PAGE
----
whirl

verb
\ ˈhwər(-ə)l How to pronounce whirl (audio) , ˈwər(-ə)l\
whirled; whirling; whirls

Definition of whirl

 (Entry 1 of 2)

intransitive verb

1 : to move in a circle or similar curve especially with force or speed
2a : to turn on or around an axis like a wheel : rotate
b : to turn abruptly around or aside : wheel whirled around in surprise
3 : to pass, move, or go quickly whirled down the hallway
4 : to become giddy or dizzy : reel my head is whirling

transitive verb

1 : to drive, impel, or convey with or as if with a rotary motion
2a : to cause to turn usually rapidly on or around an axis : rotate
b : to cause to turn abruptly around or aside
3 obsolete : to throw or hurl violently with a revolving motion

whirl

noun

Definition of whirl (Entry 2 of 2)

1a : a rapid rotating or circling movement
b : something undergoing such a movement
2a : a busy or fast-paced succession of events : bustle a whirl of activity the social whirl
b : a confused or disturbed mental state : turmoil a whirl of febrile excitement— Emily Skeel
3 : an experimental or brief attempt : try gave it a whirl

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Other Words from whirl

Verb

whirler \ ˈhwər-​lər How to pronounce whirler (audio) , ˈwər-​ \ noun

Synonyms for whirl

Synonyms: Verb

agitate, churn, stir, swirl, wash

Synonyms: Noun

gyration, pirouette, reel, revolution, roll, rotation, spin, twirl, wheel

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Examples of whirl in a Sentence

Verb

The cars were whirling around the track. Clothes were whirling in the washing machine. The water whirled around the drain. Her dance partner whirled her around.

Noun

My head was in a whirl. the whirl of the mechanical ride made him dizzy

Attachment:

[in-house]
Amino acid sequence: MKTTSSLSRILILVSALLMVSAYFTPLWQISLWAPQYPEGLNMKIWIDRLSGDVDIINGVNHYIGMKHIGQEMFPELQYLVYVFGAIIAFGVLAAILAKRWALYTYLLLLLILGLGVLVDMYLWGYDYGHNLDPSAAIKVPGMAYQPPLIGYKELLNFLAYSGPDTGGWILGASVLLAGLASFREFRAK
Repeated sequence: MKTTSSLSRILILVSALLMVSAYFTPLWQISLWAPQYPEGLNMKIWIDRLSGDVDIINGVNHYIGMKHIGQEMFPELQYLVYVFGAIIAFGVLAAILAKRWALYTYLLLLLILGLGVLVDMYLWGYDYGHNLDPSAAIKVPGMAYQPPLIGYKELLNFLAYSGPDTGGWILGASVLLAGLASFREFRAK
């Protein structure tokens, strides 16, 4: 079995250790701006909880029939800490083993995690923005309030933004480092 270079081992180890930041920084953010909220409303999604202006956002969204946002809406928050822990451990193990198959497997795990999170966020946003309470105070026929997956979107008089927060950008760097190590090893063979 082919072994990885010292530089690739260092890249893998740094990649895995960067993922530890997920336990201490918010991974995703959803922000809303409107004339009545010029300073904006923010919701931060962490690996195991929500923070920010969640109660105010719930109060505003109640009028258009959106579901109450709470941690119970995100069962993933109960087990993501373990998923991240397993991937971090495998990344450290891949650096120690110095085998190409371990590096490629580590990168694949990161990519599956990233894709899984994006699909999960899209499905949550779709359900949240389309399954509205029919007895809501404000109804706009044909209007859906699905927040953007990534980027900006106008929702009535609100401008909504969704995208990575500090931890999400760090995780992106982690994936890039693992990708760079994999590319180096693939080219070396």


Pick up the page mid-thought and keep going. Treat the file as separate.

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Recent Examples on the Web: Verb

Then, the captain alerted the team that a waterspout—or a tornado that whirls over water—was forming off the port bow. Brigit Katz, Smithsonian, "Watch First Footage of Giant Squid Filmed in American Waters," 24 June 2019 But even their machines seem disoriented by the whiteout conditions: The lasers bounce off whirling snowflakes before striking their targets. Anchorage Daily News, "For the biggest Arctic expedition ever, scientists will trap themselves in sea ice," 13 June 2019 Last week’s patriotic activities certainly had the community whirling with events. cleveland.com, "Frostville Museum reflects life in the 19th century: Olmsted Dates and Data," 28 June 2019 That soothing sapphire expanse does reveal some of the whirling chaos below in the form of cloudy bands and massive gyres that look like dark smudges on its surface. National Geographic, "Neptune, explained," 28 Mar. 2019 The wind seems to be propelling her, tugging at her, so that at one point her hair tumbles free, her dress whirls. The New York Review of Books, "Lisa Appignanesi," 9 May 2019 Nor do any of Janowski’s current rivals in this repertory have his knack for clarifying the ripe harmonies and rich scoring of the Venusberg bacchanal, while in no way diminishing the music’s whirling sensuality. John Von Rhein, chicagotribune.com, "Marek Janowski's belated CSO downtown debut sends electric charge through Orchestra Hall," 1 June 2018 The momentum builds; saris begin whirling off the shelves. Meara Sharma, Vogue, "Why I Am Taking the Sari Back to the Street," 30 Apr. 2019 The pilot tried to calm the cabin, but amid the screams, the engine noise and the whirling outside air, passengers struggled to hear, said Amy Serafini, who was in Row 15. Eliott C. Mclaughlin, CNN, "How passengers, pilots kept crippled Southwest Flight 1380 from turning deadlier," 22 Apr. 2018

Recent Examples on the Web: Noun